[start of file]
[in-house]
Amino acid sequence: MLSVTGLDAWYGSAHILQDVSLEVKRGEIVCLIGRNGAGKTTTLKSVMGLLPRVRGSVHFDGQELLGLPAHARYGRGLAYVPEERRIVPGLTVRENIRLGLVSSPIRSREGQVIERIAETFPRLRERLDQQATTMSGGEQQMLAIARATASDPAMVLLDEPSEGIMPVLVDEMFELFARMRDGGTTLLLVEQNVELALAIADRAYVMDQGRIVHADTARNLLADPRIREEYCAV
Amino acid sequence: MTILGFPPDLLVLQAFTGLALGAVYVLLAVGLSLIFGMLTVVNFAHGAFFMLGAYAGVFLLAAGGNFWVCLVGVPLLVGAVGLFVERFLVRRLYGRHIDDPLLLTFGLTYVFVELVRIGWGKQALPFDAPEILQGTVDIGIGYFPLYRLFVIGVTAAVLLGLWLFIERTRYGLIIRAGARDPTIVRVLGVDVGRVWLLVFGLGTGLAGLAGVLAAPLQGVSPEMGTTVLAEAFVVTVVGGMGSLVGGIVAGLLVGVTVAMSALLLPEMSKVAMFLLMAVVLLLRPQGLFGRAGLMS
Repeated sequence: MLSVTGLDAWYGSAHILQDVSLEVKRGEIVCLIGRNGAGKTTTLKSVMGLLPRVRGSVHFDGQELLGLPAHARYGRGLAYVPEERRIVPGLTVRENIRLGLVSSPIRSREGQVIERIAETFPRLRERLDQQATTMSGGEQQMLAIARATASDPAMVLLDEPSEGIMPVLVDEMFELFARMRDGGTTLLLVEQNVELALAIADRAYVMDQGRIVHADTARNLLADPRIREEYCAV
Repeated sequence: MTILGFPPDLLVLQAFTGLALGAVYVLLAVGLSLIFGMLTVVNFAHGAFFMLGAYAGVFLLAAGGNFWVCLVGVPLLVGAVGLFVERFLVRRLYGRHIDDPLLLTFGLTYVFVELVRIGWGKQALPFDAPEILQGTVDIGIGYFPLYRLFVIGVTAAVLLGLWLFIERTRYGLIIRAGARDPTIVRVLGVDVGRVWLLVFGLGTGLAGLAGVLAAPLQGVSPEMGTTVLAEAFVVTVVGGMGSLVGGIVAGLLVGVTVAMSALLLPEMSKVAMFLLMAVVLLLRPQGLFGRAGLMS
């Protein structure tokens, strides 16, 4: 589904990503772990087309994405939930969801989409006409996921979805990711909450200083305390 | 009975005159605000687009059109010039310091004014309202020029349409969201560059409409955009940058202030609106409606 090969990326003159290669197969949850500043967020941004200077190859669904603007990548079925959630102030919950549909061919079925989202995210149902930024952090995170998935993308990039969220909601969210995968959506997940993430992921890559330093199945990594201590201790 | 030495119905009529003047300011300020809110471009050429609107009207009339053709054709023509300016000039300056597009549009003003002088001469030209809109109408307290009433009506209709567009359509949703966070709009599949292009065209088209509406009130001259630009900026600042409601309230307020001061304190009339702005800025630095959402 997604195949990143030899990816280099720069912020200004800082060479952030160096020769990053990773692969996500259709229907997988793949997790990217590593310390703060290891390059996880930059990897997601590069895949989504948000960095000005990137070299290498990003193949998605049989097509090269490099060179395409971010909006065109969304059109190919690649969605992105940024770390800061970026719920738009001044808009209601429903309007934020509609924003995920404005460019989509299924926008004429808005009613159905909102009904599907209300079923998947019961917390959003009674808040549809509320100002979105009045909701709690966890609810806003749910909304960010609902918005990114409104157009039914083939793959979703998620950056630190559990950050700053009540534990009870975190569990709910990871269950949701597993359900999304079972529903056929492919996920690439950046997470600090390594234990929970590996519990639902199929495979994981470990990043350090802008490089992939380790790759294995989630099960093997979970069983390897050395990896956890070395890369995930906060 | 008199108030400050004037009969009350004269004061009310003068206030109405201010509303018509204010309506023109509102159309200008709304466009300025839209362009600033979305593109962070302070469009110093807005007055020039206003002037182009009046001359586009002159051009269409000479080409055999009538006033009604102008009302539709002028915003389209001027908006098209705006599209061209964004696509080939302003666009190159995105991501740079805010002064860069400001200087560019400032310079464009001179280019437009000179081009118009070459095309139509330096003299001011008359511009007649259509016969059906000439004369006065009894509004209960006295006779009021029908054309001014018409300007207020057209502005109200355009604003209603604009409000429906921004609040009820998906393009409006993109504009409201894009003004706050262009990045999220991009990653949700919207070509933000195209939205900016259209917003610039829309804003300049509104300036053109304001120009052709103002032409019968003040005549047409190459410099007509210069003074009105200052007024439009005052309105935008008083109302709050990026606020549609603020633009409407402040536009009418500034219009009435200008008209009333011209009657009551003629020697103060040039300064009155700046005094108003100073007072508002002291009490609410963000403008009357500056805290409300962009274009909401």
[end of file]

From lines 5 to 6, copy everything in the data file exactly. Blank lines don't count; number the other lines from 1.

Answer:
Repeated sequence: MTILGFPPDLLVLQAFTGLALGAVYVLLAVGLSLIFGMLTVVNFAHGAFFMLGAYAGVFLLAAGGNFWVCLVGVPLLVGAVGLFVERFLVRRLYGRHIDDPLLLTFGLTYVFVELVRIGWGKQALPFDAPEILQGTVDIGIGYFPLYRLFVIGVTAAVLLGLWLFIERTRYGLIIRAGARDPTIVRVLGVDVGRVWLLVFGLGTGLAGLAGVLAAPLQGVSPEMGTTVLAEAFVVTVVGGMGSLVGGIVAGLLVGVTVAMSALLLPEMSKVAMFLLMAVVLLLRPQGLFGRAGLMS
């Protein structure tokens, strides 16, 4: 589904990503772990087309994405939930969801989409006409996921979805990711909450200083305390 | 009975005159605000687009059109010039310091004014309202020029349409969201560059409409955009940058202030609106409606 090969990326003159290669197969949850500043967020941004200077190859669904603007990548079925959630102030919950549909061919079925989202995210149902930024952090995170998935993308990039969220909601969210995968959506997940993430992921890559330093199945990594201590201790 | 030495119905009529003047300011300020809110471009050429609107009207009339053709054709023509300016000039300056597009549009003003002088001469030209809109109408307290009433009506209709567009359509949703966070709009599949292009065209088209509406009130001259630009900026600042409601309230307020001061304190009339702005800025630095959402 997604195949990143030899990816280099720069912020200004800082060479952030160096020769990053990773692969996500259709229907997988793949997790990217590593310390703060290891390059996880930059990897997601590069895949989504948000960095000005990137070299290498990003193949998605049989097509090269490099060179395409971010909006065109969304059109190919690649969605992105940024770390800061970026719920738009001044808009209601429903309007934020509609924003995920404005460019989509299924926008004429808005009613159905909102009904599907209300079923998947019961917390959003009674808040549809509320100002979105009045909701709690966890609810806003749910909304960010609902918005990114409104157009039914083939793959979703998620950056630190559990950050700053009540534990009870975190569990709910990871269950949701597993359900999304079972529903056929492919996920690439950046997470600090390594234990929970590996519990639902199929495979994981470990990043350090802008490089992939380790790759294995989630099960093997979970069983390897050395990896956890070395890369995930906060 | 008199108030400050004037009969009350004269004061009310003068206030109405201010509303018509204010309506023109509102159309200008709304466009300025839209362009600033979305593109962070302070469009110093807005007055020039206003002037182009009046001359586009002159051009269409000479080409055999009538006033009604102008009302539709002028915003389209001027908006098209705006599209061209964004696509080939302003666009190159995105991501740079805010002064860069400001200087560019400032310079464009001179280019437009000179081009118009070459095309139509330096003299001011008359511009007649259509016969059906000439004369006065009894509004209960006295006779009021029908054309001014018409300007207020057209502005109200355009604003209603604009409000429906921004609040009820998906393009409006993109504009409201894009003004706050262009990045999220991009990653949700919207070509933000195209939205900016259209917003610039829309804003300049509104300036053109304001120009052709103002032409019968003040005549047409190459410099007509210069003074009105200052007024439009005052309105935008008083109302709050990026606020549609603020633009409407402040536009009418500034219009009435200008008209009333011209009657009551003629020697103060040039300064009155700046005094108003100073007072508002002291009490609410963000403008009357500056805290409300962009274009909401």